Yeah... me too.
There's one scene in Catgirl Rommate in which the main character, Sam, has to have a difficult conversation with a person who had given him a lot of trouble.
He navigated the conversation in a joking, casual way that was designed to scare the other person off... but while the tactic was effective, something about it left a bad taste in my mouth.
Sure, it was funny - at least to me. And the character on the receiving end of the encounter deserved it.
But to treat it as casually as I did in the first and second drafts ignored a rule I don't like to set aside: remember that people act like jerks for a reason.
Not always a good enough reason to justify their behavior, and sometimes said behavior is toxic enough that it wouldn't be healthy or wise to keep them in your life... but to reduce this unpleasant character to merely the butt of a joke seemed dangerously dismissive of the probability that he's like that because he's in pain.
So here I am, with a looming deadline, and an additional arc of character exploration that I don't have the time or a strong desire to write into my book.
What's a girl to do?
Well... not every character wants to explore their own backstory. Some, such as this one, would rather bury their pain beneath a brittle, faux-tough facade, and keep on pushing others around in order to pretend to themselves that they're strong.
If I ever wrote a sequel to Catgirl Roommate, this character's backstory and future development would probably be major driving elements in the plot - but that's a low priority among a plethora of other projects I want to complete.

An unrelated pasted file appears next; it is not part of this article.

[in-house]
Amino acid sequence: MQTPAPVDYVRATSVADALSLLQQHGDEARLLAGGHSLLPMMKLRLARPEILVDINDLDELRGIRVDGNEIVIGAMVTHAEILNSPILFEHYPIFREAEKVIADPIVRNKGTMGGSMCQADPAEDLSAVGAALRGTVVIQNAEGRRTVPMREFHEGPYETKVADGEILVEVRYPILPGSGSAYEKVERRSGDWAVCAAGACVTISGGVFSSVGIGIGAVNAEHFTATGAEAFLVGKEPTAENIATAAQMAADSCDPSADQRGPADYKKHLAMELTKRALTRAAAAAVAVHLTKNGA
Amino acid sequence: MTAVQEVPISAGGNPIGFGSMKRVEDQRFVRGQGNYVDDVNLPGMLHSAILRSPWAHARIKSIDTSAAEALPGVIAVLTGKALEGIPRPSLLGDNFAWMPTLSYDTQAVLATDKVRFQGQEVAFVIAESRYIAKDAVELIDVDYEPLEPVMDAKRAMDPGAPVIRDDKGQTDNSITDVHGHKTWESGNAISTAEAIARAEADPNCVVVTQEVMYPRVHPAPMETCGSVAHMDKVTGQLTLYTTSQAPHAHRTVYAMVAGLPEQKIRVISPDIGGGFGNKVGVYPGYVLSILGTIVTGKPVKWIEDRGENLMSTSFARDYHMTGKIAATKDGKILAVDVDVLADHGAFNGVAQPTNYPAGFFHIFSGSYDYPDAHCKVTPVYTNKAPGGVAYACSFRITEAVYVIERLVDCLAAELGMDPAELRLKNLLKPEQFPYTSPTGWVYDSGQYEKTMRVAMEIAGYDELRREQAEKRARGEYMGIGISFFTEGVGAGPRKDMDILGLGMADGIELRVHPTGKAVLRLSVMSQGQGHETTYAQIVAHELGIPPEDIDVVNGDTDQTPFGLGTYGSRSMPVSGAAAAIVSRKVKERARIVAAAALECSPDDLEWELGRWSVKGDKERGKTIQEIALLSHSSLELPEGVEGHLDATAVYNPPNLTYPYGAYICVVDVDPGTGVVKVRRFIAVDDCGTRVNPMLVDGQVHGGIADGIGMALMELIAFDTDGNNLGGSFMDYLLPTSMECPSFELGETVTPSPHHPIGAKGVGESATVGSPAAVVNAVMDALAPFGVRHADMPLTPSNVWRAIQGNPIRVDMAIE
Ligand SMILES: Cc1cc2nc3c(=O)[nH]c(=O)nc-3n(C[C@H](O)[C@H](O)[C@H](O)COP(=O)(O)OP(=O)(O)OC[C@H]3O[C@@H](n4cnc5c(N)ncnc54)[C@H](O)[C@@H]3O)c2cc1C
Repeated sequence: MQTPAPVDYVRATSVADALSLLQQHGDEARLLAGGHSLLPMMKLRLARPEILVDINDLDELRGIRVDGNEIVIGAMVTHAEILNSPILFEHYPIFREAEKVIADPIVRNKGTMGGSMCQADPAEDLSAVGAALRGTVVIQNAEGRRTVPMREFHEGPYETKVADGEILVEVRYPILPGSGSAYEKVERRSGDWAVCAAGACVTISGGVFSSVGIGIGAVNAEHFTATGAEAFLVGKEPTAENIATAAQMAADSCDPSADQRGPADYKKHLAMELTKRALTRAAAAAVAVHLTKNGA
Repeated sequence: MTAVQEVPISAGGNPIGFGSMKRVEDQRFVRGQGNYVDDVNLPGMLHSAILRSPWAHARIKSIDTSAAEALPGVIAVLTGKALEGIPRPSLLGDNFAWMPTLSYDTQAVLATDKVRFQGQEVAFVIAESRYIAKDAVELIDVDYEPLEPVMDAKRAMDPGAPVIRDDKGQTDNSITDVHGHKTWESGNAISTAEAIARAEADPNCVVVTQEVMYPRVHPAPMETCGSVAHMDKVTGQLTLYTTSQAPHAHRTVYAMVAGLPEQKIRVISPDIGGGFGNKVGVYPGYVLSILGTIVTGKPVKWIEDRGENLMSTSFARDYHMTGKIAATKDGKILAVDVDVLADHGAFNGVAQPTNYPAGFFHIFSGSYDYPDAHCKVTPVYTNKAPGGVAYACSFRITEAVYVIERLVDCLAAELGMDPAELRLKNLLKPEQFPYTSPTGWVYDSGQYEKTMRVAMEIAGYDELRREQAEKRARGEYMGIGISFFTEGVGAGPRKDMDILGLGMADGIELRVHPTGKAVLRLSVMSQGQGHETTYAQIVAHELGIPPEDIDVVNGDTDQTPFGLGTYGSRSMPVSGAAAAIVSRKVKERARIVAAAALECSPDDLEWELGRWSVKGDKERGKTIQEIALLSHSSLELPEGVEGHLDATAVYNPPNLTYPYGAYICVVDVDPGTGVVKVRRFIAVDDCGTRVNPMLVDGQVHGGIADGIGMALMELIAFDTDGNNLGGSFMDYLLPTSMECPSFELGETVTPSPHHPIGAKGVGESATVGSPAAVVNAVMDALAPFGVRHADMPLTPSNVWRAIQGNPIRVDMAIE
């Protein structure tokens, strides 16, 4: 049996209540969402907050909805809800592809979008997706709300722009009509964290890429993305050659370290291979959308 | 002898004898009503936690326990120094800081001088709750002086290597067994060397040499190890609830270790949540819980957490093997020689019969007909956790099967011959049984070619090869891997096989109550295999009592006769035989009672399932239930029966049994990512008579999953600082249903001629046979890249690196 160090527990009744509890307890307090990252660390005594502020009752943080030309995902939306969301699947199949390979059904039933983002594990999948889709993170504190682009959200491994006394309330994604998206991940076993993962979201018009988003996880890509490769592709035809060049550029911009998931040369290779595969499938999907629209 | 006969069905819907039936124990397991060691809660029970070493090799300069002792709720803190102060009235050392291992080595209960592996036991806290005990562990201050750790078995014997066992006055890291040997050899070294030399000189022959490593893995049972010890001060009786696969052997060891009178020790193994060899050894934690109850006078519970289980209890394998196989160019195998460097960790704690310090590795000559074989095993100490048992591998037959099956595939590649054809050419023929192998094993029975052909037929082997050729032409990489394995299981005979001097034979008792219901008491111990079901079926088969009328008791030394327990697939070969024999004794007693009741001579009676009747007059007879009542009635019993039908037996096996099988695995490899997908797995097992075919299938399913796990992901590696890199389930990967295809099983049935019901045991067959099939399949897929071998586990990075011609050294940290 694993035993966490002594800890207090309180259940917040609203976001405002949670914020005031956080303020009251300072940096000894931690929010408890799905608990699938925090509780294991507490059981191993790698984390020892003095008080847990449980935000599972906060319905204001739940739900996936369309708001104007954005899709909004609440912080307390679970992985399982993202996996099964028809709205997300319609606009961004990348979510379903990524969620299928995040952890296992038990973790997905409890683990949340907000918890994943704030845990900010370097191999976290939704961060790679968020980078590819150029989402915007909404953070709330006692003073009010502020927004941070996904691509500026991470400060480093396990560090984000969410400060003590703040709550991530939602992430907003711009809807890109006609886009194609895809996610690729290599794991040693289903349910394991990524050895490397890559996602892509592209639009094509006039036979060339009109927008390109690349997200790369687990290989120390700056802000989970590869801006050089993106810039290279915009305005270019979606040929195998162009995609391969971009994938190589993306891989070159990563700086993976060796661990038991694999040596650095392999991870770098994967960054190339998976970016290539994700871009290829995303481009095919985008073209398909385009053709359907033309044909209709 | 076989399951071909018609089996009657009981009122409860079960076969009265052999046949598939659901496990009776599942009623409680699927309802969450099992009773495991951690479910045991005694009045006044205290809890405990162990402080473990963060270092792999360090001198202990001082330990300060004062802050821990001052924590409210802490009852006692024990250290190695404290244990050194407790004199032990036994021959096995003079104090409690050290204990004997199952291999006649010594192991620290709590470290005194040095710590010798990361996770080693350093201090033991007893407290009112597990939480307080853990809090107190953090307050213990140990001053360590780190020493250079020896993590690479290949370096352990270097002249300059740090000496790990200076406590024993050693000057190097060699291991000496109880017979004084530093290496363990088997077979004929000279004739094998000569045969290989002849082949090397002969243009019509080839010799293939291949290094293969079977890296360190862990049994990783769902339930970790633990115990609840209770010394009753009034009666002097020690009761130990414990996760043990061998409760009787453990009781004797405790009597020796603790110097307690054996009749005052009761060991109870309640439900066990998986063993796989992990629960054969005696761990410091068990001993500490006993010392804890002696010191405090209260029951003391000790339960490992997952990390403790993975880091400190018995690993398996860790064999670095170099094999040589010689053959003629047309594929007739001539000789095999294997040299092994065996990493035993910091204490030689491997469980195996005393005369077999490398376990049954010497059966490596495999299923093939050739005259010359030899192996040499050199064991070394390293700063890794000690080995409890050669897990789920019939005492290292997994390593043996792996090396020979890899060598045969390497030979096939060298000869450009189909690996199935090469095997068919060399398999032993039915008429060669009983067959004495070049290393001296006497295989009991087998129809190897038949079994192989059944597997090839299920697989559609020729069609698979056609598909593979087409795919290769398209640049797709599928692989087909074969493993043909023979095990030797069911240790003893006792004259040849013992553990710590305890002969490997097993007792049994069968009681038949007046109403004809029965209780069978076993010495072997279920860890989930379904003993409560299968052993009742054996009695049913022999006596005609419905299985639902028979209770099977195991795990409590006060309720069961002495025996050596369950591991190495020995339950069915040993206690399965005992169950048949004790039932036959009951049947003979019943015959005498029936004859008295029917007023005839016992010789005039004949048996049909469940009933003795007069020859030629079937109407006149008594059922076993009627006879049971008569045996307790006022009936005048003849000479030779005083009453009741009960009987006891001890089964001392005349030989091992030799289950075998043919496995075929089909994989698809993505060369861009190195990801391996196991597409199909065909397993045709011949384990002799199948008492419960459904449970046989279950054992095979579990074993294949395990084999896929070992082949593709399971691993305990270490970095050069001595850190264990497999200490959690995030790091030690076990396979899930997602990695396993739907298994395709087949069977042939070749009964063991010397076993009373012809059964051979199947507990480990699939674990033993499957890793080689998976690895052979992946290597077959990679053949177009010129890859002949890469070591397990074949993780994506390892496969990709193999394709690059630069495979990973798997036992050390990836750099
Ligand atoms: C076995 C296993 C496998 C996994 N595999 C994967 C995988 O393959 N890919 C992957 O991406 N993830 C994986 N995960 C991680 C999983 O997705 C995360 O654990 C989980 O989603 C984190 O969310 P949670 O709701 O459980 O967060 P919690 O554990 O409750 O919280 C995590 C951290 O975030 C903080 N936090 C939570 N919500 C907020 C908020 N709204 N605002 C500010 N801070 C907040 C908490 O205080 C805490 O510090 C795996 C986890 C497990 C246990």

(Besides, I'd need SO many more weird cat habits and incidents to fuel a second CR book, and I've nearly mined my own cats' hoard of shenanigans bare.)
For now, I wanted to at least acknowledge the fact that the encounter wasn't something to be taken lightly, nor were the emotional consequences to the jerk in question. He may not have been a major character, but he wasn't a prop to be used for a joke and then thrown away, either.
So at a ludicrously late hour of night/early hour of the morning - and no, I'm not going to admit which one - when I had too much ill-timed energy to go to sleep, I added a scene that explored the character's possible struggles, but left the onus on him to decide whether he's willing to try to do better and stay relevant to the plot, or to simply allow himself to be removed from the protagonist's life.
Chances are, he'll take the latter. He's too proud and too fragile to admit that he was wrong. But even if this minor character's development is never fully explored, I'm glad that I at least gave it the gravity it deserved.
Who knows... maybe the first two rounds of editing on Catgirl Roommate getting accidentally deleted was a good thing.
Between this newly added scene, and the better explanation I gave for Mr. Michi being able to afford to house Sam and his feline companion, I think this book is going to turn out better than it would have if I hadn' t had to redo the edits.
I'll let you be the judge of that - you can start on December 18th, when the final draft is released into the wild.
In the meantime, if you want to get your copy for a third of the normal price, you only have 13 days left! So if you're interested in Catgirl Roommate, please take a minute to pre-order it on Amazon for just 99 cents.